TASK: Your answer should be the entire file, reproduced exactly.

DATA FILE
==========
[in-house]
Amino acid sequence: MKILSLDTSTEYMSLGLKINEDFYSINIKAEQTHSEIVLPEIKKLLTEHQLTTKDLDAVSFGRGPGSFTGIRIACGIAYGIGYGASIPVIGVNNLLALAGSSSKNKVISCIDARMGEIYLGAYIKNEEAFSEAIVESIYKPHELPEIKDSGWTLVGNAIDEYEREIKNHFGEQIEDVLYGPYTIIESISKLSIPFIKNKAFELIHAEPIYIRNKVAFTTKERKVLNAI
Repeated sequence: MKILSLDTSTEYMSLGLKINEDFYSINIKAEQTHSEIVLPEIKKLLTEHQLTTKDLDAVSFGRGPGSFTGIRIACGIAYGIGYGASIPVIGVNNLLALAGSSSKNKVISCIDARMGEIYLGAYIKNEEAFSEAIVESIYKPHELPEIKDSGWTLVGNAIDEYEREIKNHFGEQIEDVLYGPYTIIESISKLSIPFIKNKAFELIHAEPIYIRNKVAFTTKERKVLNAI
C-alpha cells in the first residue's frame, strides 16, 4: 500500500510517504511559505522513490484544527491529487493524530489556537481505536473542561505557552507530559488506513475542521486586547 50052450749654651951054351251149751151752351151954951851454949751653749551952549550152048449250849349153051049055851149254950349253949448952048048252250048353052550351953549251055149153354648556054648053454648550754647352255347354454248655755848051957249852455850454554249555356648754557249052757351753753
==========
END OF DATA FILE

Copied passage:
[in-house]
Amino acid sequence: MKILSLDTSTEYMSLGLKINEDFYSINIKAEQTHSEIVLPEIKKLLTEHQLTTKDLDAVSFGRGPGSFTGIRIACGIAYGIGYGASIPVIGVNNLLALAGSSSKNKVISCIDARMGEIYLGAYIKNEEAFSEAIVESIYKPHELPEIKDSGWTLVGNAIDEYEREIKNHFGEQIEDVLYGPYTIIESISKLSIPFIKNKAFELIHAEPIYIRNKVAFTTKERKVLNAI
Repeated sequence: MKILSLDTSTEYMSLGLKINEDFYSINIKAEQTHSEIVLPEIKKLLTEHQLTTKDLDAVSFGRGPGSFTGIRIACGIAYGIGYGASIPVIGVNNLLALAGSSSKNKVISCIDARMGEIYLGAYIKNEEAFSEAIVESIYKPHELPEIKDSGWTLVGNAIDEYEREIKNHFGEQIEDVLYGPYTIIESISKLSIPFIKNKAFELIHAEPIYIRNKVAFTTKERKVLNAI
C-alpha cells in the first residue's frame, strides 16, 4: 500500500510517504511559505522513490484544527491529487493524530489556537481505536473542561505557552507530559488506513475542521486586547 50052450749654651951054351251149751151752351151954951851454949751653749551952549550152048449250849349153051049055851149254950349253949448952048048252250048353052550351953549251055149153354648556054648053454648550754647352255347354454248655755848051957249852455850454554249555356648754557249052757351753753